While Harrell ironed out the positioning, the CURV team prepped their lift line. The machine shop had finished Bob Pace’s grapnel, strength-tested it to 10,000 pounds, and found it could hold the weight. The grapnel was attached to one end of a braided nylon line that stretched 3,200 feet, well over half a mile. The other end of the line was hooked to a buoy. The rest of the lift line — the entire midsection — was attached to CURV’s umbilical cable with masking tape at regular intervals. The tape would keep the line in place until CURV ejected the grapnel and pulled away.

      On April 4, just before 9 a.m., CURV dropped into the water and headed down to the bomb. Air Force experts had told Larry Brady that the apex was the strongest point of the parachute; if Brady could hook the grapnel in there, he was home free.

      Around noon, CURV reached the bomb, guided by the pingers that Alvin had left behind. Brady sailed CURV around the bomb, looking at the tangled chute through the video monitors. He found the apex and, with his usual dexterity, dug three tines of the grapnel in through the hole and out through the chute. Sure that the grapnel was firmly attached, Brady ejected it from CURV and backed away. The masking tape binding the nylon line to the cable snapped, piece by piece, and the lift line buoyed off. The operation had gone exactly as planned.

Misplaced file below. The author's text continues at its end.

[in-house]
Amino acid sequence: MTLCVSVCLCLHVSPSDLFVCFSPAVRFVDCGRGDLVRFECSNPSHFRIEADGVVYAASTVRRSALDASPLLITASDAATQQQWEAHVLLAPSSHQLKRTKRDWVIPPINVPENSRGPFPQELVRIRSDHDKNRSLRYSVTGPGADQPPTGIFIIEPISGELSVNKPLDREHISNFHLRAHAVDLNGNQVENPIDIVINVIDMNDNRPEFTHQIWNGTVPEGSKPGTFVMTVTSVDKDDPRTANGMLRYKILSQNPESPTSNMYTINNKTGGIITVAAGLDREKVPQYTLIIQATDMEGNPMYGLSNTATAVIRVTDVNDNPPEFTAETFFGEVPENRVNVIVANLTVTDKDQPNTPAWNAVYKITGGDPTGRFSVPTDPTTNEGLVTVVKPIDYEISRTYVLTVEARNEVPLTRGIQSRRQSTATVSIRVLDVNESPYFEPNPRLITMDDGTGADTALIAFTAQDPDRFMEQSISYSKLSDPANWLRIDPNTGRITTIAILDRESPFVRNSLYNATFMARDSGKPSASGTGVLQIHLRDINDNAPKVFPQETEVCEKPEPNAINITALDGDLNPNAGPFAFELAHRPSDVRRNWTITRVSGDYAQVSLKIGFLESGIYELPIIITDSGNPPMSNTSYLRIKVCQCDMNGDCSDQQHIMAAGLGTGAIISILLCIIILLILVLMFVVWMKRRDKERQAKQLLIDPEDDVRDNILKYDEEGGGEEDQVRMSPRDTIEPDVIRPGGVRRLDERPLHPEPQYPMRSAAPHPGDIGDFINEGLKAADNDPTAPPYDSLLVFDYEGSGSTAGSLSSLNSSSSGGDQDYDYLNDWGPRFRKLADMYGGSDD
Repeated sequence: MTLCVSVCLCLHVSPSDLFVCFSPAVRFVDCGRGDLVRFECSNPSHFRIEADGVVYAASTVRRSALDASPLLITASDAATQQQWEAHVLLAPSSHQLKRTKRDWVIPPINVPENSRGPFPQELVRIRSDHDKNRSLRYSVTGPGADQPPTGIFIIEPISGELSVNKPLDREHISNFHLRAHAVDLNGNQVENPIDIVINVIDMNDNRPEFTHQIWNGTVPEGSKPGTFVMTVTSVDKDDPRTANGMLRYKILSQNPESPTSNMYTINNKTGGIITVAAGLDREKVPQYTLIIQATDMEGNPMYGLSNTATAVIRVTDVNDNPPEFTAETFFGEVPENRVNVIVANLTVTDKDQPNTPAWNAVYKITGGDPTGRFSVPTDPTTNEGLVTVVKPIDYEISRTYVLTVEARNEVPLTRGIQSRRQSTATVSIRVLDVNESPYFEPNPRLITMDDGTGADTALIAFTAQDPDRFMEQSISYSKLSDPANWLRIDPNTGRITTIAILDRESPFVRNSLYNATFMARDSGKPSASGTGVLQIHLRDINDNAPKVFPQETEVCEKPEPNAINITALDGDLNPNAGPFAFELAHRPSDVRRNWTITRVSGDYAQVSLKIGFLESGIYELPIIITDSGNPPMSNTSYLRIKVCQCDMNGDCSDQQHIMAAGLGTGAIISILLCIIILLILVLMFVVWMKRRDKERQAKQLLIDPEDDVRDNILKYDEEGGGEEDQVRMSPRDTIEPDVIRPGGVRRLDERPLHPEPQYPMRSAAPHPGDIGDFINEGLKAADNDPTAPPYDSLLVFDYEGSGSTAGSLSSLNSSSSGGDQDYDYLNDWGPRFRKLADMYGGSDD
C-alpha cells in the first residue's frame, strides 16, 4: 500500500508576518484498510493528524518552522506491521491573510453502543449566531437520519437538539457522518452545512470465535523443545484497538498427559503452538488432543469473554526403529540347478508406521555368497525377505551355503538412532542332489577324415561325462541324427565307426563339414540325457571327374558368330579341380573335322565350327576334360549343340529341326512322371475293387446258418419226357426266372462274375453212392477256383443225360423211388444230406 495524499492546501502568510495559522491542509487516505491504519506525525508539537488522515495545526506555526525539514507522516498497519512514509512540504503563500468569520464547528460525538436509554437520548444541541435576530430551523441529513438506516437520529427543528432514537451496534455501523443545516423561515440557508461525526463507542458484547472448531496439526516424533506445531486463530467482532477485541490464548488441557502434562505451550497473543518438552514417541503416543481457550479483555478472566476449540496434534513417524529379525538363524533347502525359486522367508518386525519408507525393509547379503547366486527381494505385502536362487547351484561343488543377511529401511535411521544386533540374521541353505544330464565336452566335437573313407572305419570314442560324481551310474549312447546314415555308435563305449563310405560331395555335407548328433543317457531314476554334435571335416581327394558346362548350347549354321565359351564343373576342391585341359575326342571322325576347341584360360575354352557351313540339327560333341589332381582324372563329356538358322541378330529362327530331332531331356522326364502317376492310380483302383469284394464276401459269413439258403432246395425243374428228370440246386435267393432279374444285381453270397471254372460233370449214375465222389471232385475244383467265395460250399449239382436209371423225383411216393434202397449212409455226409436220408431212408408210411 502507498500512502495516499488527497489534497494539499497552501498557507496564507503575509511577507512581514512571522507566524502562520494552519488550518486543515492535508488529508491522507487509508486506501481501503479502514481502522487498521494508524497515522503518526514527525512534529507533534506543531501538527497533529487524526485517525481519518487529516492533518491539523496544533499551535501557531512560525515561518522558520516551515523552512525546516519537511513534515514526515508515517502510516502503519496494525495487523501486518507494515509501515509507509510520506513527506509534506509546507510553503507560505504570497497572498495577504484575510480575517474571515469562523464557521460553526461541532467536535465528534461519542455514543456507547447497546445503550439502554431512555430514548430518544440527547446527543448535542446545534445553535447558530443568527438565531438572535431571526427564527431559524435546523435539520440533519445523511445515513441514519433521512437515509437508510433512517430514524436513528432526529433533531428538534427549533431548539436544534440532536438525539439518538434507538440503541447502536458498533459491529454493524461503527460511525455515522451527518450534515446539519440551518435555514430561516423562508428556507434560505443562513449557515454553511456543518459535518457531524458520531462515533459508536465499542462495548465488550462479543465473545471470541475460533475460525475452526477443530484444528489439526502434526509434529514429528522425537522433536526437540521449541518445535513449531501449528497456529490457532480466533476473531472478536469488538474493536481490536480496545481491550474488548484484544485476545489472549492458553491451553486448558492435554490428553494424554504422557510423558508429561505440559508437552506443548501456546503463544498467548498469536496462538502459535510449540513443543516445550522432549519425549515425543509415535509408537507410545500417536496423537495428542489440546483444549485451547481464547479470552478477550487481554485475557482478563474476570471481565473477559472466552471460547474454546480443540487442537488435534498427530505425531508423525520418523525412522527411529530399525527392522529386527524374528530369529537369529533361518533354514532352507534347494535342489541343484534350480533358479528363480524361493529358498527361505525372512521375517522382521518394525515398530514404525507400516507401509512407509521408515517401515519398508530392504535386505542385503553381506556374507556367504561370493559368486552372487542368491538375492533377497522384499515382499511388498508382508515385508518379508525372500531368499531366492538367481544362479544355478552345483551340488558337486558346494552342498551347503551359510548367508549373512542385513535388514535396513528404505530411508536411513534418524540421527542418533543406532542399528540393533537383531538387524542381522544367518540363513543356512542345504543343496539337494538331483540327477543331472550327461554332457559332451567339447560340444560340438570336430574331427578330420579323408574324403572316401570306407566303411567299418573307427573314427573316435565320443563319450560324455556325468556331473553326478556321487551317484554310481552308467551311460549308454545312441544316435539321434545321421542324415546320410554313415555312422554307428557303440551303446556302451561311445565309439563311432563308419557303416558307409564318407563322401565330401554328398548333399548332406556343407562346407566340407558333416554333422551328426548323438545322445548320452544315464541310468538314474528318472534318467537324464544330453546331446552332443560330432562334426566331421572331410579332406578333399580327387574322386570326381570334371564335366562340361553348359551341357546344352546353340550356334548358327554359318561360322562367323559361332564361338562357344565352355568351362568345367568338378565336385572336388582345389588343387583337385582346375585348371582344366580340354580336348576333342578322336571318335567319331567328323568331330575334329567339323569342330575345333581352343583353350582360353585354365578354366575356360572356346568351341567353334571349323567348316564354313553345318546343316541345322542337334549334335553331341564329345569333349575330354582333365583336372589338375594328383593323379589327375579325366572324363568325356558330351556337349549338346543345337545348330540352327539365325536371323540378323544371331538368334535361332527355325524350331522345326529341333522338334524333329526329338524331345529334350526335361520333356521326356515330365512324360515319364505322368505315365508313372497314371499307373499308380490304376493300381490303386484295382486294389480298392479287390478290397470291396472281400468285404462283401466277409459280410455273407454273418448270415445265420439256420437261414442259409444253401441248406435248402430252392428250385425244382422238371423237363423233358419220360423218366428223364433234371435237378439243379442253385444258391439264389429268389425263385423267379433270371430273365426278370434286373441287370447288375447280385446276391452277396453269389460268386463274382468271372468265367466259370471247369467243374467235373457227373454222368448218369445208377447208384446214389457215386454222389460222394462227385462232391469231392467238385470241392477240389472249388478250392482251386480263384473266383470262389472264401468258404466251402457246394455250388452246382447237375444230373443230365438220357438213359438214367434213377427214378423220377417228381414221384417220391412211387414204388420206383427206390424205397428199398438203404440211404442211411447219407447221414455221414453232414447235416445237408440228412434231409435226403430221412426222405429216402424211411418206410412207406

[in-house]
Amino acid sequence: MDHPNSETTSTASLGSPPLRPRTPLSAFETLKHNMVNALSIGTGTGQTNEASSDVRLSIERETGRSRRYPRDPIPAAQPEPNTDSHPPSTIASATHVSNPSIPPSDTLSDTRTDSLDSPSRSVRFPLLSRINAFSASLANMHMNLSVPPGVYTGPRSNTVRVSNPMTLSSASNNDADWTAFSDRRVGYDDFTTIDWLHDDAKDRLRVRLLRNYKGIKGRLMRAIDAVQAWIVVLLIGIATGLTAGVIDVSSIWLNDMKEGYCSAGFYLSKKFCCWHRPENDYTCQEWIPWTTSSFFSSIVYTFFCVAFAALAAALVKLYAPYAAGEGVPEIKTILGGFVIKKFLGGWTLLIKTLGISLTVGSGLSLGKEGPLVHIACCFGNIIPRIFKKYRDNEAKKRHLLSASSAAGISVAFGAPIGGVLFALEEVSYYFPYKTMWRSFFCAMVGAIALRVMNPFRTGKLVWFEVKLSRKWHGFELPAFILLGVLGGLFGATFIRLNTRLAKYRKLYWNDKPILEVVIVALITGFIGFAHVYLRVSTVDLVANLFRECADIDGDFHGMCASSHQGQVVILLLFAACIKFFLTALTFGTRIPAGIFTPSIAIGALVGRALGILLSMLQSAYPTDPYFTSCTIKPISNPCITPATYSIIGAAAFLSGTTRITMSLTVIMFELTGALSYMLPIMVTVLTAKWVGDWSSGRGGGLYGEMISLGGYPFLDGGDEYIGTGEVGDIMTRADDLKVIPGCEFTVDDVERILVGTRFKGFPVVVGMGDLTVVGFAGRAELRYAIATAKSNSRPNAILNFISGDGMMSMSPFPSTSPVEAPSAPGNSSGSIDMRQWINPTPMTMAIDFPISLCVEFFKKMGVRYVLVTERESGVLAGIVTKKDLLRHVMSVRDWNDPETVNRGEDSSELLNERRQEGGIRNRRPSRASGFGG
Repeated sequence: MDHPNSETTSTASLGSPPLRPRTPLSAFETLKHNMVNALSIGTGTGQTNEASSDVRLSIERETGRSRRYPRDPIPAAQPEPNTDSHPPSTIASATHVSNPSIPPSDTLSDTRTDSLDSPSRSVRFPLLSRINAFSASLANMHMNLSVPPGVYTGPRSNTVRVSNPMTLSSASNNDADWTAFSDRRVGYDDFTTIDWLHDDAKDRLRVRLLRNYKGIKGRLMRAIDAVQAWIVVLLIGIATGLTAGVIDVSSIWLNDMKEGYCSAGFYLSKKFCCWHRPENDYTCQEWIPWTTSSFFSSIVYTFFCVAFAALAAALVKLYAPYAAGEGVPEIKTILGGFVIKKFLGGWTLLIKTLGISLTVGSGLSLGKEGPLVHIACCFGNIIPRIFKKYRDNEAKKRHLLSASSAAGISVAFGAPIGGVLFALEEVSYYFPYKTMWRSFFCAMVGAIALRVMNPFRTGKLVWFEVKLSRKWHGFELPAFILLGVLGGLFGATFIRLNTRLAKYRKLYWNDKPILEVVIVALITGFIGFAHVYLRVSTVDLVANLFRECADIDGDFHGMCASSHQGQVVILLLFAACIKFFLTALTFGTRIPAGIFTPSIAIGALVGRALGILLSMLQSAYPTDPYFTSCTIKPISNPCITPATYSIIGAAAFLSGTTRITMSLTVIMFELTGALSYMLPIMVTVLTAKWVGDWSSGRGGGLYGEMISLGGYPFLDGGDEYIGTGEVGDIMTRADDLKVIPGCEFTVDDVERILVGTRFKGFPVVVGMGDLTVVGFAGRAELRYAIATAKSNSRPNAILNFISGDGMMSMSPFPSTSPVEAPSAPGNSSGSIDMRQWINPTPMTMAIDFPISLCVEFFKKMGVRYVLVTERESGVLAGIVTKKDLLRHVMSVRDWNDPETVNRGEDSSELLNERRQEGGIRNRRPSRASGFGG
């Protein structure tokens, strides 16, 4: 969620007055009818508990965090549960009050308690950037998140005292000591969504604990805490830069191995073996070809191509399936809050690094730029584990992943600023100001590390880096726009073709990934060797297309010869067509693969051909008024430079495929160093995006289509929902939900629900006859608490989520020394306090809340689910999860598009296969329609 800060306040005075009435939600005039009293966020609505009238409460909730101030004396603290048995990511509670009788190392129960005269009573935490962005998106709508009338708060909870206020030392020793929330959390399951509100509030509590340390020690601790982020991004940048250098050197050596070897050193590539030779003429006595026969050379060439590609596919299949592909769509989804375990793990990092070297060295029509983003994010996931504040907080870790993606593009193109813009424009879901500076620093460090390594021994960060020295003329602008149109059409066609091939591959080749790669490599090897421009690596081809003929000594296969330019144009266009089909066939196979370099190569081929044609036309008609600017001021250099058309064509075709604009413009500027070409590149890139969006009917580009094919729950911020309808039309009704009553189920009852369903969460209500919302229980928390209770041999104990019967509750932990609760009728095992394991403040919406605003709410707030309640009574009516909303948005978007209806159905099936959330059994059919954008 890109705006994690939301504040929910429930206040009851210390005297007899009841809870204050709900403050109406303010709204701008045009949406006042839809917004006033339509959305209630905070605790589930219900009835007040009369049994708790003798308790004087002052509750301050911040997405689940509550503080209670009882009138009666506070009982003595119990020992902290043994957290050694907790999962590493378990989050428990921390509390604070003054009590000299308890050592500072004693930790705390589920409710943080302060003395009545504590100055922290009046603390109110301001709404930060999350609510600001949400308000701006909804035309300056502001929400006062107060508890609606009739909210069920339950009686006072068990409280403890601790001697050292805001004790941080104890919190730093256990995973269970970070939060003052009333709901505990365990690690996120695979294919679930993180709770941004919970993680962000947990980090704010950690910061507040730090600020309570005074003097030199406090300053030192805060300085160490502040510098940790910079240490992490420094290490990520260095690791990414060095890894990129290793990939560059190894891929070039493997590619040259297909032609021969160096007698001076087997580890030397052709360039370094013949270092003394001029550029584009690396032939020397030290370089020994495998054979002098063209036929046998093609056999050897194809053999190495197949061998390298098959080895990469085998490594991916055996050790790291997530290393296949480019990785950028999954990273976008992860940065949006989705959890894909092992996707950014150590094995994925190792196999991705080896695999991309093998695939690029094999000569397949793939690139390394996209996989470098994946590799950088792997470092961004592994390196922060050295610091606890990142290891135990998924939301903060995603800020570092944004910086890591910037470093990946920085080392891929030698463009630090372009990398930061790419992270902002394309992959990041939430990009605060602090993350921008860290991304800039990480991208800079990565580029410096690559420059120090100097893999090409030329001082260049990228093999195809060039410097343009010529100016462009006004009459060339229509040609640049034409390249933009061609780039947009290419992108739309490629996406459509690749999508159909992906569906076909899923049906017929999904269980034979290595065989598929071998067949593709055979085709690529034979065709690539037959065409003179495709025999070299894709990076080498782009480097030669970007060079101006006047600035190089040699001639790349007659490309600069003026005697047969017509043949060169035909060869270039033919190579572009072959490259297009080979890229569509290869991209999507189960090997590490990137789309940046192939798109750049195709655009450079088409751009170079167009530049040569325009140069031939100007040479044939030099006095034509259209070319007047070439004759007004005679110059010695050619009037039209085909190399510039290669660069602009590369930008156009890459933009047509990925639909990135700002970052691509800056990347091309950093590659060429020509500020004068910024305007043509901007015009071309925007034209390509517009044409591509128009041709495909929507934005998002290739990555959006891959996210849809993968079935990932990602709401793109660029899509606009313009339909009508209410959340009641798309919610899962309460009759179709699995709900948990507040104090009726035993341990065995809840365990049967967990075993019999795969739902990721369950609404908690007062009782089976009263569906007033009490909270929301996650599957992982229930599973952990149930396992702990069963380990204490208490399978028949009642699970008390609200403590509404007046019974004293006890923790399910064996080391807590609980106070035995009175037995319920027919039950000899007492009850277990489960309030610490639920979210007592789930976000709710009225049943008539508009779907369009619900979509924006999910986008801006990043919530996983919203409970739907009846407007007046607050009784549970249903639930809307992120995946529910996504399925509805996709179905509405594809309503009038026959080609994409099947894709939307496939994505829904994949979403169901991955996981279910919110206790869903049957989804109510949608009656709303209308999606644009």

Larry Brady and the rest of the CURV crew had been cocky since their arrival in Spain. After all, they retrieved lost bombs for a living. They had heard about the first attempt to retrieve the bomb and thought that the men involved, while certainly earnest, had been amateurs. It was as if, said Brady, two guys flipped their car into a ditch, tried to tow it out on their own, and burned up the clutch before finally calling a tow truck. CURV, said Brady, was the tow truck. With one line solidly attached, Brady considered his job done. He was surprised to learn that it wasn’t.

      The CURV crew expected that the Navy would now lift the bomb. Instead, they learned that Admiral Guest wanted two more lines attached. Guest had been burned the first time around; it wouldn’t happen again. Bob Pace tried to talk Guest out of it. “Admiral,” he said, “you got that parachute ballooning in the water now. It’s going to be difficult enough to get another grapnel into it without tangling it.” Guest shook his head. “I can’t help that,” he said.

      On April 5, Mac McCamis and Val Wilson dove Alvin down to the bomb to assess the situation with human eyes. When they arrived, they saw the chute, supported by the buoyed line, floating in the water column. The parachute danced in the water like a giant jellyfish, the bomb still tangled in its tentacles. Dragged by the bobbing buoy on the surface, the bomb and chute had moved several hundred feet west and now rested a bit deeper, at about 2,850 feet. Trying to get a better look, McCamis carefully nudged the sub toward the dangling mess. “This sixty-four-foot cargo chute was billowing up like you was under a Barnum and Bailey circus tent,” said Mac. “My biggest worry was getting tangled.”